U.S. Fish and Wildlife Service Northeast Regional Director Wendi Weber addresses partners, school students, and local neighborhood groups at the New Haven Harbor Watershed Urban Wildlife Refuge Partnership designation.©Mardi Welch Dickinson/ KymryGroup. All Rights Reserved. National Wildlife Refuge Partnership, West River Memorial Park, New Haven, CT on October 30, 2013.

Wendi Weber, Director Regional 5, U. S. Fish and Wildlife Service Northeast; Addresses partners, school students, and local neighborhood groups at the Designation of New Haven Harbor Watershed Urban Wildlife Refuge Partnership. West River Memorial Park, New Haven CT on October 30, 2013. ©Mardi Welch Dickinson/KymryGroup. All Rights Reserved.

Stewart J. Hudson, Vice President & Executive Director of National Audubon Connecticut. addresses partners, school students, and local neighborhood groups at the New Haven Harbor Watershed Urban Wildlife Refuge Partnership designation.  ©Mardi Welch Dickinson/KymryGroup. All Rights Reserved. National Wildlife Refuge Partnership, West River Memorial Park, New Haven, CT on October 30, 2013.

Stewart J. Hudson, Vice President & Executive Director of National Audubon Connecticut; Addresses partners, school students, and local neighborhood groups at the Designation Ceremony of Audubon Connecticut’s Urban Oases Program as an Urban Wildlife Refuge Partnership. West River Memorial Park, New Haven, CT on October 30, 2013. ©Mardi Welch Dickinson/KymryGroup. All Rights Reserved.

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The Service’s Urban Refuge Initiative was launched to increase awareness, understanding, and support of the USFWS, the National Wildlife Refuge System, and natural resource conservation.  In keeping with those goals, Audubon Connecticut’s New Haven Urban Oases program is a collaborative effort to create a matrix of high quality habitats for birds and wildlife, engage children and youth in hands on conservation while providing new educational opportunities, and enhancing public and private spaces throughout the City.

Students from The Barnard Environmental Studies Magnet School  reads a letter of thanks and talks about the importance of what this Urban Oases means to them. ©Mardi Welch Dickinson/KymryGroup. All Rights Reserved. National Wildlife Refuge Partnership, West River Memorial Park, New Haven, CT on October 30, 2013.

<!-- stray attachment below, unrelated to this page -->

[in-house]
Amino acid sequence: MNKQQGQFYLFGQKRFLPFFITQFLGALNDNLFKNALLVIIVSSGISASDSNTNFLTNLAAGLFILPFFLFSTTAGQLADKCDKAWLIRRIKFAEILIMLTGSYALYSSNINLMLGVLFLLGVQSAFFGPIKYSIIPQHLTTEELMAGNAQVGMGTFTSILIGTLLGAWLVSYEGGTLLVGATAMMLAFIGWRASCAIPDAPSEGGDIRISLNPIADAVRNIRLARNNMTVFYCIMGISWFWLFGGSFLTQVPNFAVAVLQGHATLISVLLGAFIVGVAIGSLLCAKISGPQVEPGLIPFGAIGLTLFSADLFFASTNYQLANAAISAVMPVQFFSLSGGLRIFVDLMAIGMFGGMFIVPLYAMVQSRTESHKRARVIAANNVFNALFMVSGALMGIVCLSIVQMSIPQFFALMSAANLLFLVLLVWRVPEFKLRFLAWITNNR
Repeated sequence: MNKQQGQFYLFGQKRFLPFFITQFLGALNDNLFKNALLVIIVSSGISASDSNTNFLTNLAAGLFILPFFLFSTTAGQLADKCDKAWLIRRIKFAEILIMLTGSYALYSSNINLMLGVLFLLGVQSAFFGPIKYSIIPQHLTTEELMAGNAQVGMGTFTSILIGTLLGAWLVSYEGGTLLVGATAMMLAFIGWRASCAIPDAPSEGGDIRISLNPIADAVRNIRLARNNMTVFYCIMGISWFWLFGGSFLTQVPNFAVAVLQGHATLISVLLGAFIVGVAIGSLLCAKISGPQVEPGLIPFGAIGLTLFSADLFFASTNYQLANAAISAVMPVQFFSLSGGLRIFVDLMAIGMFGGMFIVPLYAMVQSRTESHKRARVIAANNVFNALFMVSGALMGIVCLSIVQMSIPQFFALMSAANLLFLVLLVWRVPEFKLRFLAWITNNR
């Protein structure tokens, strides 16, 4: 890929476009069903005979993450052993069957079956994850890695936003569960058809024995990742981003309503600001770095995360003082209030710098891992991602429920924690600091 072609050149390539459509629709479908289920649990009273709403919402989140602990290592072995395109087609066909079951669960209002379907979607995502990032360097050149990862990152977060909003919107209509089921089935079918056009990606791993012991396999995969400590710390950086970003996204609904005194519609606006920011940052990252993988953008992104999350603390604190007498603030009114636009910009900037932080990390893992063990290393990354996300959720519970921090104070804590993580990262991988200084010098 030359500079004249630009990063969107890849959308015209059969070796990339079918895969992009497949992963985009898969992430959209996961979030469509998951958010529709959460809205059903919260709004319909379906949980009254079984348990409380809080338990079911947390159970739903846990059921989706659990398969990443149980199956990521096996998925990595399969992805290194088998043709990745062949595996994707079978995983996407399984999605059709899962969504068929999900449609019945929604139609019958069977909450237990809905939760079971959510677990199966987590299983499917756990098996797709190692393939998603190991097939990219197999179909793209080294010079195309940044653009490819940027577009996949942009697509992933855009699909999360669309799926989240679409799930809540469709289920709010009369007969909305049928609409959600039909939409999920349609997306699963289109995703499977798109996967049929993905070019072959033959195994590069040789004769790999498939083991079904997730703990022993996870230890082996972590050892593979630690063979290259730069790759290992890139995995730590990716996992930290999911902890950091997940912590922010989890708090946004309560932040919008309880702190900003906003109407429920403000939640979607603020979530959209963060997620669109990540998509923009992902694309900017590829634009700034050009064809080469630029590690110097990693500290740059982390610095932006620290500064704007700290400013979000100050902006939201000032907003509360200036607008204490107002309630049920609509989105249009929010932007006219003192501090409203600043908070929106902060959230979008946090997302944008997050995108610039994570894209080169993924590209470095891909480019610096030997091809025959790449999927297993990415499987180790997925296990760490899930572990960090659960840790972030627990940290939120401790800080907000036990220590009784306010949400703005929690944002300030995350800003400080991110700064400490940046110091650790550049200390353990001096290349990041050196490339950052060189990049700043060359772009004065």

Students from The Barnard Environmental Studies Magnet School reads a letter of thanks and talks about the importance of what this Urban Oases means to them. Designation Ceremony of Audubon Connecticut’s Urban Oases Program as an Urban Wildlife Refuge Partnership. West River Memorial Park, New Haven, CT on October 30, 2013. ©Mardi Welch Dickinson/KymryGroup. All Rights Reserved.

U. S. Fish and Wildlife Service Director Dan Ashe elaborates, “We must reach out into our cites to ensure that all Americans have the opportunity to develop a true connection with wild things and wild places.  Our Urban Wildlife Refugee Partnership will help us engage communities where we haven’t had much of a presence.”

Michael Bruno, a graduate of Common Ground High School speaks about the influence the partnerships in New Haven have had on him. Audubon Connecticut  Urban Oases program celebration. Barnard Nature Center, West River Memorial Park, New Haven, CT. October 30. 2013. ©Mardi Welch Dickinson/ KymryGroup. All Rights Reserved.

Michael Bruno, a graduate of Common Ground High School speaks about the influence the partnerships in New Haven have had on him. Designation Ceremony of Audubon Connecticut’s Urban Oases Program as an Urban Wildlife Refuge Partnership. West River Memorial Park, New Haven, CT. October 30. 2013. ©Mardi Welch Dickinson/KymryGroup. All Rights Reserved.

Common Ground High School students listen in to fellow student, Michael Bruno.

Students of The Common Ground High School listen & laugh as they hear fellow student and friend Michael Bruno speak at the Audubon Connecticut  Urban Oases program celebration. Barnard Nature Center, West River Memorial Park, New Haven, CT. October 30. 2013. ©Mardi Welch Dickinson/KymryGroup.All Rights Reserved.

Students of The Common Ground High School listen & laugh as they hear fellow student and friend Michael Bruno speak at the Designation Audubon Connecticut’s Urban Oases Program as an Urban Wildlife Refuge Partnership. West River Memorial Park, New Haven, CT. October 30. 2013. ©Mardi Welch Dickinson/KymryGroup. All Rights Reserved.

In May 2013 the New Haven Harbor Watershed partnership competed nationally for recognition under the Fish and Wildlife Services’ Urban Wildlife Refuge Initiative. The designation is a formal recognition of excellence. It took a virtual army of volunteers from at least seven regional and national organizations. Their work is ongoing and the funding secured so far enables the partnership to continue with plans to expand their efforts.

The partnership received one of 33 education and outreach grants awarded by the Long Island Sound Futures Fund this year. Audubon Connecticut  Urban Oases program celebration. National Wildlife Refuge Partnership, Barnard Nature Center, West River Memorial Park, New Haven, CT on October 30.2013. ©Mardi Welch Dickinson/KymryGroup. All Rights Reserved.